The best that can be said about this year's job growth is that it is an improvement over last year's. April's payroll rise means that the economy generated 140,000 jobs per month, on average, during the first four months of 1993. In the second half of 1992, businesses added 55,000 per month. But at this stage in past expansions, the norm has been closer to 200,000.
Businesses remain intent on boosting productivity in an effort to cut costs, enhance their competitiveness, and lift profits. Still, productivity growth in 1993 is not likely to match last year's impressive 3.1% pace. In fact, employees' output per hour in nonfarm businesses dipped 0.1%, at an annual rate, in the first quarter.
However, that weak showing followed a robust gain of 4.1% in the fourth quarter. The annual trend in productivity growth is 2.2%, which is far above the long-term trend of about 1%. Output per hour will likely rebound in coming quarters, along with the economy.
Manufacturing continues to make stellar gains in productivity. A drop in service efficiency last quarter offset a sharp 4.8% advance in manufacturing. During the past year, factory productivity was up 5%, the best annual performance in 16 years.
One benefit of the healthy trend in productivity is its downward pressure on unit labor costs. During the past year, unit costs in nonfarm businesses have risen only 1.4%, well below the rate of inflation. And in manufacturing, the labor cost of producing a unit of output dropped at an annual rate of 4.5% last quarter. Factory unit labor costs are down 1.6% from a year ago.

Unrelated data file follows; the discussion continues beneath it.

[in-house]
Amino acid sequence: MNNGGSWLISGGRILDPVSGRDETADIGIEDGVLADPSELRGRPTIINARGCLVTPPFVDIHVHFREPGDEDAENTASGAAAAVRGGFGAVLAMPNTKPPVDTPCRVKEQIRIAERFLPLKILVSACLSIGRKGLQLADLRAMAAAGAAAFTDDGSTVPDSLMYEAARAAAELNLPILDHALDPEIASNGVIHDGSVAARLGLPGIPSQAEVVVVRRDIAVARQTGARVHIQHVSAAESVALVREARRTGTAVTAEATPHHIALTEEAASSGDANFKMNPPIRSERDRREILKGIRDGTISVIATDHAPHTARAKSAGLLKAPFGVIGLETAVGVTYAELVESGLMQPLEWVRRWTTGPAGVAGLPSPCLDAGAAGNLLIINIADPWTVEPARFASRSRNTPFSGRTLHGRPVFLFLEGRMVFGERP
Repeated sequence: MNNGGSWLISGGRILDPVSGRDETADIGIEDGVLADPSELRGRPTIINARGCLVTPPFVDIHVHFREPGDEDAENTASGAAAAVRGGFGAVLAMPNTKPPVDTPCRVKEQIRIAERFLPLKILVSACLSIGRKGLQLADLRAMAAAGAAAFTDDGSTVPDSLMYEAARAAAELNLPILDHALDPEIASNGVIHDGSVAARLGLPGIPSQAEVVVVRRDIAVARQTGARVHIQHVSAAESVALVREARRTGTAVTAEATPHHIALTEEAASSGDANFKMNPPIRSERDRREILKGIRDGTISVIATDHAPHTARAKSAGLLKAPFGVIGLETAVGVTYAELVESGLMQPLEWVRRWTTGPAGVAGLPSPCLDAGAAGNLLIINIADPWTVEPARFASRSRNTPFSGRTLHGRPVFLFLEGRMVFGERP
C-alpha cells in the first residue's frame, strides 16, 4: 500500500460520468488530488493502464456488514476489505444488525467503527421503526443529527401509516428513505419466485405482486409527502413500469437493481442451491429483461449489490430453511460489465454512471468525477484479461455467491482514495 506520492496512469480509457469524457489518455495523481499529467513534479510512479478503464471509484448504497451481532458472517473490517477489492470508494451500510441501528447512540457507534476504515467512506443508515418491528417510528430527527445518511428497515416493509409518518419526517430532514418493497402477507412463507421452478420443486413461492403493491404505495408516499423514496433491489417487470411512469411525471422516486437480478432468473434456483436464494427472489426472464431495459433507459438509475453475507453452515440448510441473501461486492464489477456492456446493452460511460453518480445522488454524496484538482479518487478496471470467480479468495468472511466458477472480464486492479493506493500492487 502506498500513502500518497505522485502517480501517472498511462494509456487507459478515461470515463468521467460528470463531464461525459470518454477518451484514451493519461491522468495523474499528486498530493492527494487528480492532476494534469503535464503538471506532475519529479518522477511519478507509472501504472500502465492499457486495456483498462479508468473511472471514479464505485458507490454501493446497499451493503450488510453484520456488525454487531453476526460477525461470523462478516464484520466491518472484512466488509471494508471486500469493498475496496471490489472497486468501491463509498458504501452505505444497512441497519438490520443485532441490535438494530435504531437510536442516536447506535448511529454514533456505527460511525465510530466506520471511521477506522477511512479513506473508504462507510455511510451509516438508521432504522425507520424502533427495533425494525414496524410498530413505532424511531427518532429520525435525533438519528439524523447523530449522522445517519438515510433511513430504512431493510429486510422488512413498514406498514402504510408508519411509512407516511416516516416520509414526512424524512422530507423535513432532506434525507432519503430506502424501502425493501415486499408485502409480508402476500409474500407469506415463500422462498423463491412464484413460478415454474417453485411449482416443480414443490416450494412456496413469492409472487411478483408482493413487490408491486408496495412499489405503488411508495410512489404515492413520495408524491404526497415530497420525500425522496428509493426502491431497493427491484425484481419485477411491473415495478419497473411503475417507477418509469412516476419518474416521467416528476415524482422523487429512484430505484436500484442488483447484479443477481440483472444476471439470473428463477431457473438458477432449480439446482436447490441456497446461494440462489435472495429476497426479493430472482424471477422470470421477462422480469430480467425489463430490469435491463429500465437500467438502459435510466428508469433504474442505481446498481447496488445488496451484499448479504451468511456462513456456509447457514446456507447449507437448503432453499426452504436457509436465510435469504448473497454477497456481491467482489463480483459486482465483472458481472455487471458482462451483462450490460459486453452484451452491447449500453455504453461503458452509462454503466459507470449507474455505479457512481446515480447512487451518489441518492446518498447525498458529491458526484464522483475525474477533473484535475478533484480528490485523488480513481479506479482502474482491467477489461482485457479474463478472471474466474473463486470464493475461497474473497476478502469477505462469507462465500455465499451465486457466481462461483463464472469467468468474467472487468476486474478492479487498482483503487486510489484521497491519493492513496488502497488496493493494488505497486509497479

Against that backdrop, the steep rise in the producer price index for finished goods for April hardly seems indicative of inflation's underlying trend. The PPI jumped 0.6% last month, including a sharp 0.4% rise in the core index, which excludes food and energy (chart).
Temporary price runups accounted for the surprisingly large April increase. Crop damage from the March storm caused a 45% surge in vegetable prices. Tobacco prices leaped 1.4%, despite announced price cuts for cigarettes that will show up later, and car prices rose 1.1%, although they are up only 2% from a year ago.
The best news from the April employment report is not what it says about jobs, but what it suggests about the second quarter. The workweek, especially in manufacturing, bounced back last month. Combined with the job gains, the longer workweek means that overall hours worked began the second quarter above the first-quarter average--a sign that second-quarter real gross domestic product is already in the plus column.